year = "2007",
    doi = "10.1128/AEM.02236-06",
    language = "English",
    volume = "73",
    pages = "1474--1480",
    journal = "Applied and Environmental Microbiology",
    issn = "0099-2240",
    publisher = "American Society for Microbiology",
    number = "5",

    }

    Strong Impact on the Polycyclic Aromatic Hydrocarbon (PAH)-Degrading Community of a PAH-Polluted Soil but Marginal Effect on PAH Degradation when Priming with Bioremediated Soil Dominated by Mycobacteria. / Johnsen, Anders R.; Schmidt, Stine; Hybholdt, Trine K.; Henriksen, Sidsel; Jacobsen, Carsten S.; Andersen, Ole.

    I: Applied and Environmental Microbiology, Bind 73, Nr. 5, 2007, s. 1474-1480.

    Publikation: Bidrag til tidsskriftTidsskriftartikelForskningpeer review

    TY - JOUR

    T1 - Strong Impact on the Polycyclic Aromatic Hydrocarbon (PAH)-Degrading Community of a PAH-Polluted Soil but Marginal Effect on PAH Degradation when Priming with Bioremediated Soil Dominated by Mycobacteria

    AU - Johnsen, Anders R.

    AU - Schmidt, Stine

    AU - Hybholdt, Trine K.

    AU - Henriksen, Sidsel

    AU - Jacobsen, Carsten S.

    AU - Andersen, Ole

    PY - 2007

    Y1 - 2007

    N2 - Bioaugmentation of soil polluted with polycyclic aromatic hydrocarbons (PAHs) is often disappointing because of the low survival rate and low activity of the introduced degrader bacteria. We therefore investigated the possibility of priming PAH degradation in soil by adding 2% of bioremediated soil with a high capacity for PAH degradation. The culturable PAH-degrading community of the bioremediated primer soil was dominated by Mycobacterium spp. A microcosm containing pristine soil artificially polluted with PAHs and primed with bioremediated soil showed a fast, 100- to 1,000-fold increase in numbers of culturable phenanthrene-, pyrene-, and fluoranthene degraders and a 160-fold increase in copy numbers of the mycobacterial PAH dioxygenase gene pdo1. A nonpolluted microcosm primed with bioremediated soil showed a high rate of survival of the introduced degrader community during the 112 days of incubation. A nonprimed control microcosm containing pristine soil artificially polluted with PAHs showed only small increases in the numbers of culturable PAH degraders and no pdo1 genes. Initial PAH degradation rates were highest in the primed microcosm, but later, the degradation rates were comparable in primed and nonprimed soil. Thus, the proliferation and persistence of the introduced, soil-adapted degraders had only a marginal effect on PAH degradation. Given the small effect of priming with bioremediated soil and the likely presence of PAH degraders in almost all PAH-contaminated soils, it seems questionable to prime PAH-contaminated soil with bioremediated soil as a means of large-scale soil bioremediation. Copyright © 2007 by the American Society for Microbiology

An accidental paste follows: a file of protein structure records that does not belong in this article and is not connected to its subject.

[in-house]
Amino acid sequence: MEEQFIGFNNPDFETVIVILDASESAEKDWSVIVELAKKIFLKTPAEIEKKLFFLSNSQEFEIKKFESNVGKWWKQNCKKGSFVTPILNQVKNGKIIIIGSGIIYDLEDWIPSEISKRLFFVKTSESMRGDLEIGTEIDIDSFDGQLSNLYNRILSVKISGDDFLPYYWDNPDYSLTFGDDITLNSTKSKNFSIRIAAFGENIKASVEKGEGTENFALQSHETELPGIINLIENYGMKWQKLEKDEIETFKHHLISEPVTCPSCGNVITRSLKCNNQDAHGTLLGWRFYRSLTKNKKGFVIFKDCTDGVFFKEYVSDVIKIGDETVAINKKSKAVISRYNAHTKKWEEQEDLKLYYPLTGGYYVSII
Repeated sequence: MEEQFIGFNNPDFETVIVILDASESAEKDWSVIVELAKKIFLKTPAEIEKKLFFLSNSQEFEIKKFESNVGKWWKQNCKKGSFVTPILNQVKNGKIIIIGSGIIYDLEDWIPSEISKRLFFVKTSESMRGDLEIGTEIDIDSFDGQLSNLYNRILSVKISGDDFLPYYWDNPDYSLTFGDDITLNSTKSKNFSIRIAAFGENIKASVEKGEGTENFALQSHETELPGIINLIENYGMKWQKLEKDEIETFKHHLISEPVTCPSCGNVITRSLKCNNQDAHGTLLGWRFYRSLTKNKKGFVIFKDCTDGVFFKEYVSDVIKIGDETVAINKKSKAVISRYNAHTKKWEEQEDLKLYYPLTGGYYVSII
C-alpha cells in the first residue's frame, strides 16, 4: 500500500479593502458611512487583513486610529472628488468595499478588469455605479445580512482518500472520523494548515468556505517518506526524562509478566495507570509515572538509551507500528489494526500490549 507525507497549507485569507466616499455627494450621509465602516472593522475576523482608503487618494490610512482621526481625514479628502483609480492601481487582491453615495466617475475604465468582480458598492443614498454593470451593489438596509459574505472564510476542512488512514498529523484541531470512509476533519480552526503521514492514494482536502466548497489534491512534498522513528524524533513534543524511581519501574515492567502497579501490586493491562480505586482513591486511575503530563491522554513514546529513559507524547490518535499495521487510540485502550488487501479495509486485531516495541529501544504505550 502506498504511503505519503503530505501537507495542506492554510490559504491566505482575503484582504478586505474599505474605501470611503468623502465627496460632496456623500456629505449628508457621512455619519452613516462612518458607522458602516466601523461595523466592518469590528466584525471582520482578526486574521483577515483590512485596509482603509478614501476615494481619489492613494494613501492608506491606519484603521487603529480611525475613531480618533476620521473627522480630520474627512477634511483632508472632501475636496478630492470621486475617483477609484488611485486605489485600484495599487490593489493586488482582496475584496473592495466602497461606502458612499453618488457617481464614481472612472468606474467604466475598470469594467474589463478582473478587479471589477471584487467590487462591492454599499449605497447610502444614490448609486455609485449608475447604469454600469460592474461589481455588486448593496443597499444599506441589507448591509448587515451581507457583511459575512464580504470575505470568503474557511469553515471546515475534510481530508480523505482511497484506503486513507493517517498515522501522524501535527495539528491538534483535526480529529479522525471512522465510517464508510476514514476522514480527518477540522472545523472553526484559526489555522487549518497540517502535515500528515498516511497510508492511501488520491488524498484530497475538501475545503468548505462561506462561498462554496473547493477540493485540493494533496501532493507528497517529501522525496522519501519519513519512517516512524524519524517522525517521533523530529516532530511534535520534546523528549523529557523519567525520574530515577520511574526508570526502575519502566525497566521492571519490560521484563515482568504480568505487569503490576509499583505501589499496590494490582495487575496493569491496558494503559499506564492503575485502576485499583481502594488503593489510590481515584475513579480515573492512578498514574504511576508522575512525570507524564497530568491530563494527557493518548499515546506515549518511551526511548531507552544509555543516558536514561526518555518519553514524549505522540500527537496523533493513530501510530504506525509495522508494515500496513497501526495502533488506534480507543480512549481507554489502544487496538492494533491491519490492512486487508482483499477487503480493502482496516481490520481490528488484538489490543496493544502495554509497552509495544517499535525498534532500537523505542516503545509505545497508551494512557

AB - Bioaugmentation of soil polluted with polycyclic aromatic hydrocarbons (PAHs) is often disappointing because of the low survival rate and low activity of the introduced degrader bacteria. We therefore investigated the possibility of priming PAH degradation in soil by adding 2% of bioremediated soil with a high capacity for PAH degradation. The culturable PAH-degrading community of the bioremediated primer soil was dominated by Mycobacterium spp. A microcosm containing pristine soil artificially polluted with PAHs and primed with bioremediated soil showed a fast, 100- to 1,000-fold increase in numbers of culturable phenanthrene-, pyrene-, and fluoranthene degraders and a 160-fold increase in copy numbers of the mycobacterial PAH dioxygenase gene pdo1. A nonpolluted microcosm primed with bioremediated soil showed a high rate of survival of the introduced degrader community during the 112 days of incubation. A nonprimed control microcosm containing pristine soil artificially polluted with PAHs showed only small increases in the numbers of culturable PAH degraders and no pdo1 genes. Initial PAH degradation rates were highest in the primed microcosm, but later, the degradation rates were comparable in primed and nonprimed soil. Thus, the proliferation and persistence of the introduced, soil-adapted degraders had only a marginal effect on PAH degradation. Given the small effect of priming with bioremediated soil and the likely presence of PAH degraders in almost all PAH-contaminated soils, it seems questionable to prime PAH-contaminated soil with bioremediated soil as a means of large-scale soil bioremediation. Copyright © 2007 by the American Society for Microbiology

    U2 - 10.1128/AEM.02236-06

    DO - 10.1128/AEM.02236-06

    M3 - Journal article

    VL - 73

    SP - 1474

    EP - 1480

    JO - Applied and Environmental Microbiology

    JF - Applied and Environmental Microbiology

    SN - 0099-2240

    IS - 5

    ER -